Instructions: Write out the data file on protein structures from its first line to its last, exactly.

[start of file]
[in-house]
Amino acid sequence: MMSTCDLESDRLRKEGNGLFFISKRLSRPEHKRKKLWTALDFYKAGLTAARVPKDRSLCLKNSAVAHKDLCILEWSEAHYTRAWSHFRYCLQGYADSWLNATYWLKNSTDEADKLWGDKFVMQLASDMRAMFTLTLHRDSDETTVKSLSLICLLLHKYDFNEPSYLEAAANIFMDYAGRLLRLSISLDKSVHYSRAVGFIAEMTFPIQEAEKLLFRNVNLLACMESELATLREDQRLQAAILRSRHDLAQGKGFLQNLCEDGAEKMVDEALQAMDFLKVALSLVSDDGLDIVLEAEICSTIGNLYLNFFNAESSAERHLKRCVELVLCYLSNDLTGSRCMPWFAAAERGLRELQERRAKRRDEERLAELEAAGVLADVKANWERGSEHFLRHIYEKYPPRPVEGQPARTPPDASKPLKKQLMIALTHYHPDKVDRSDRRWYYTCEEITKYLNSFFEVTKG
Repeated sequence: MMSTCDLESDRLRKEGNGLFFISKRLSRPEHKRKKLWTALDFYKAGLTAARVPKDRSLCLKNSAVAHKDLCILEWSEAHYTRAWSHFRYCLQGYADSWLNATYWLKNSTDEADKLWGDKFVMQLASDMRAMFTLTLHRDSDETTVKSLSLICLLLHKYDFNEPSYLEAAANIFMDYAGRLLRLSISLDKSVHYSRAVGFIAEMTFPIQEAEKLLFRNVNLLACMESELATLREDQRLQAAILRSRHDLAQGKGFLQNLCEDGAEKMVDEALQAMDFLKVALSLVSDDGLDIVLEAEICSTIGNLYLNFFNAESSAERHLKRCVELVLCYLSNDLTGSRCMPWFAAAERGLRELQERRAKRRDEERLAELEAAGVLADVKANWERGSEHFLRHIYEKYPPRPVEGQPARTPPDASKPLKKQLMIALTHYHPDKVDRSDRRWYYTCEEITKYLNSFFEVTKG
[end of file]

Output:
[in-house]
Amino acid sequence: MMSTCDLESDRLRKEGNGLFFISKRLSRPEHKRKKLWTALDFYKAGLTAARVPKDRSLCLKNSAVAHKDLCILEWSEAHYTRAWSHFRYCLQGYADSWLNATYWLKNSTDEADKLWGDKFVMQLASDMRAMFTLTLHRDSDETTVKSLSLICLLLHKYDFNEPSYLEAAANIFMDYAGRLLRLSISLDKSVHYSRAVGFIAEMTFPIQEAEKLLFRNVNLLACMESELATLREDQRLQAAILRSRHDLAQGKGFLQNLCEDGAEKMVDEALQAMDFLKVALSLVSDDGLDIVLEAEICSTIGNLYLNFFNAESSAERHLKRCVELVLCYLSNDLTGSRCMPWFAAAERGLRELQERRAKRRDEERLAELEAAGVLADVKANWERGSEHFLRHIYEKYPPRPVEGQPARTPPDASKPLKKQLMIALTHYHPDKVDRSDRRWYYTCEEITKYLNSFFEVTKG
Repeated sequence: MMSTCDLESDRLRKEGNGLFFISKRLSRPEHKRKKLWTALDFYKAGLTAARVPKDRSLCLKNSAVAHKDLCILEWSEAHYTRAWSHFRYCLQGYADSWLNATYWLKNSTDEADKLWGDKFVMQLASDMRAMFTLTLHRDSDETTVKSLSLICLLLHKYDFNEPSYLEAAANIFMDYAGRLLRLSISLDKSVHYSRAVGFIAEMTFPIQEAEKLLFRNVNLLACMESELATLREDQRLQAAILRSRHDLAQGKGFLQNLCEDGAEKMVDEALQAMDFLKVALSLVSDDGLDIVLEAEICSTIGNLYLNFFNAESSAERHLKRCVELVLCYLSNDLTGSRCMPWFAAAERGLRELQERRAKRRDEERLAELEAAGVLADVKANWERGSEHFLRHIYEKYPPRPVEGQPARTPPDASKPLKKQLMIALTHYHPDKVDRSDRRWYYTCEEITKYLNSFFEVTKG